Six of the most important things African tech start-ups need to know
Updated: Jul 13
The number of tech start-ups in Africa is rising rapidly. While the perception of the viability of tech start-ups in the majority of African countries has not been entirely positive, in reality, the conditions for creating a successful tech business have hardly ever been more favorable for those with innovative ideas.
1. Although the subdued growth rate has been frustrating for many, living standards on the continent are rising steadily, and with this, the demand for more technology. As a tech start-up in this environment, the first thing you need to know is that bandwidth can and will be a commodity across Africa, even in remote areas, at some point in the future. Until then, make sure your idea is mobile friendly and is community driven. Find a specific niche in the market and keep your start-up laser focused on what that community needs, how they would put your idea to use, and what your goals are.
2. Know that once you have something that is of value for that community, there will be other communities that will find value from it. Think for example, how Uber has grown to be the largest taxi company in the world. Other tech start-ups, such as AirBnB, have also become leading players in their fields. Whenever they become this successful, they open the doors of opportunities. With Uber, there are so many opportunities to become a supplier. Likewise, there are so many ways of doing something similar and riding on the coattails of their idea. Look at how AirBnB has opened a market for anyone with a spare square and to earn whilst doing so. Make sure your idea is expansive, that it can positively impact communities and grow employability and entrepreneurial spirit.
3. Never forget that despite the fact that the rulebook is often rewritten by new and innovative tech start-ups, basic business principles still apply. Of these, nothing is more important than cash flow. A downfall of many new start-ups is shortsightedness, and not paying enough attention to traditional business processes. Cash is king, if you can’t pay your bills, or don’t have a clear financial strategy, the venture is likely to be short lived.
4. Importantly, entrepreneurs must resist the temptation to bend the rules to get the business going. Getting the right legal framework in place can sometimes be a slow and painful process, but I would urge start-ups not to pay any facilitation fees of any shape, form, or kind. This might be trickier to avoid in some markets, but avoiding this will pay off in the long run.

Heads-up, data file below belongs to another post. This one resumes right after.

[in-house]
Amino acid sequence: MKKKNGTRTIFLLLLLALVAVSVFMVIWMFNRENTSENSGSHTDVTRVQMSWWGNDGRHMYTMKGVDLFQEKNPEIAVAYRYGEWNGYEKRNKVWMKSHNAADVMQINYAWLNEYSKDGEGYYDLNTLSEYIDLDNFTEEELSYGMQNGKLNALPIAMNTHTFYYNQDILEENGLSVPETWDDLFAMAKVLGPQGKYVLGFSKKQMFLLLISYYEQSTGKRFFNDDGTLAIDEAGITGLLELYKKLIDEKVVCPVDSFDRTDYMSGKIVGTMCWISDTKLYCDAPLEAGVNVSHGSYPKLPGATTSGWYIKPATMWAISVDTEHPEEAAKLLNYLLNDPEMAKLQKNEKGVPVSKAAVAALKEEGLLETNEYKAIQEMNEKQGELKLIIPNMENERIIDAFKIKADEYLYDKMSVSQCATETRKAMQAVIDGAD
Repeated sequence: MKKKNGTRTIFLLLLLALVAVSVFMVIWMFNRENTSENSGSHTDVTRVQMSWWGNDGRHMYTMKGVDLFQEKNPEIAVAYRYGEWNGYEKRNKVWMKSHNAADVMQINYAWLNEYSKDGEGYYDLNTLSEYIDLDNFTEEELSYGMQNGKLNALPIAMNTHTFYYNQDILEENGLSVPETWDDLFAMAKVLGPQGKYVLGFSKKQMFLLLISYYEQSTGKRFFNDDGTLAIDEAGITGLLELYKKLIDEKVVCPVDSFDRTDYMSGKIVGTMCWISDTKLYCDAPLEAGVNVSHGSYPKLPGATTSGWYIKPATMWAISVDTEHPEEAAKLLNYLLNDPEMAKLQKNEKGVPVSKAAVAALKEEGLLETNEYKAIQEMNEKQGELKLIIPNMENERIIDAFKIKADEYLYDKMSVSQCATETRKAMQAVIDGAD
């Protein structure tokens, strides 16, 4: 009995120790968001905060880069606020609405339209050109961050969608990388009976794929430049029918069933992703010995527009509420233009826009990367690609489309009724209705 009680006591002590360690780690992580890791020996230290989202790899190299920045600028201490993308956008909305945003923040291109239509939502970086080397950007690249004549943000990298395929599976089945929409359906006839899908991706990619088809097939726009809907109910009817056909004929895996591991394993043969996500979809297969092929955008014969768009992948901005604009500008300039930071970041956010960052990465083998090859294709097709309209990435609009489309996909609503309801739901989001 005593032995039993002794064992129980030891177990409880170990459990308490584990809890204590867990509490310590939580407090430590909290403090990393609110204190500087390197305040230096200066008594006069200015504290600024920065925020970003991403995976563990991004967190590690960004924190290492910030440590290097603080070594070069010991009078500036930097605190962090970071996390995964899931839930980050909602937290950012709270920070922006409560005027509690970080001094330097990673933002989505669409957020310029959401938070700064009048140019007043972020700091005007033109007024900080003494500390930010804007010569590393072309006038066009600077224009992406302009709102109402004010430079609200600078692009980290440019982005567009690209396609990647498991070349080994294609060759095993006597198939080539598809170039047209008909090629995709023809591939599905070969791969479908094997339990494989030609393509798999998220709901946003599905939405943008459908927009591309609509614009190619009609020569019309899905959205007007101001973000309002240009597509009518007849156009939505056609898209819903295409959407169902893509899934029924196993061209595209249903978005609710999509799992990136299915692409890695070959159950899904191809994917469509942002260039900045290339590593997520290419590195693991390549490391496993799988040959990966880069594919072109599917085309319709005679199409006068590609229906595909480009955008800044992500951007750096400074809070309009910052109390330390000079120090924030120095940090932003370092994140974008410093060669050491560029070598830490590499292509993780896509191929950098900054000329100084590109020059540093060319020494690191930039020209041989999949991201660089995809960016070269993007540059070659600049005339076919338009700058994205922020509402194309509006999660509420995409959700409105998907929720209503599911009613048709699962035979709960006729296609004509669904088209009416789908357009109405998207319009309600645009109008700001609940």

5. Funding schemes abound: from hungry investors seeking out the next best app to farsighted business angels waiting to befriend the continent’s billion-plus buying power. A possible pitfall for tech start-ups is that of venture capital. This has two sides. Business owners often overvalue their operation, which is human. On the other hand, because equity is hard to come by, business owners often end up selling their souls, per se, to funders who may not have the business’s best interests at heart. There are many funds that are set up by governments to support budding entrepreneurs, which also come with the assistance of an advisor. It may be worthwhile to look at these opportunities before jumping into the arms of a venture capitalist. Many business incubators can also offer good advice.
6. I subscribe to the conviction of endurance. Often startups are seen as flash-in-the-pan disruptive fads. There is an interesting practice that I have only encountered in Japan, where people write a business plan for the next 100 years of their operation. Of course, the plan will not look anything like it does now 100 years down the line, but it forces one to think past oneself and into the future. It forces you to look at the business in such a way that it is not linked to your persona. When business owners sit down and do this, they lay the groundwork for a company that has the potential to be profitable well into the future.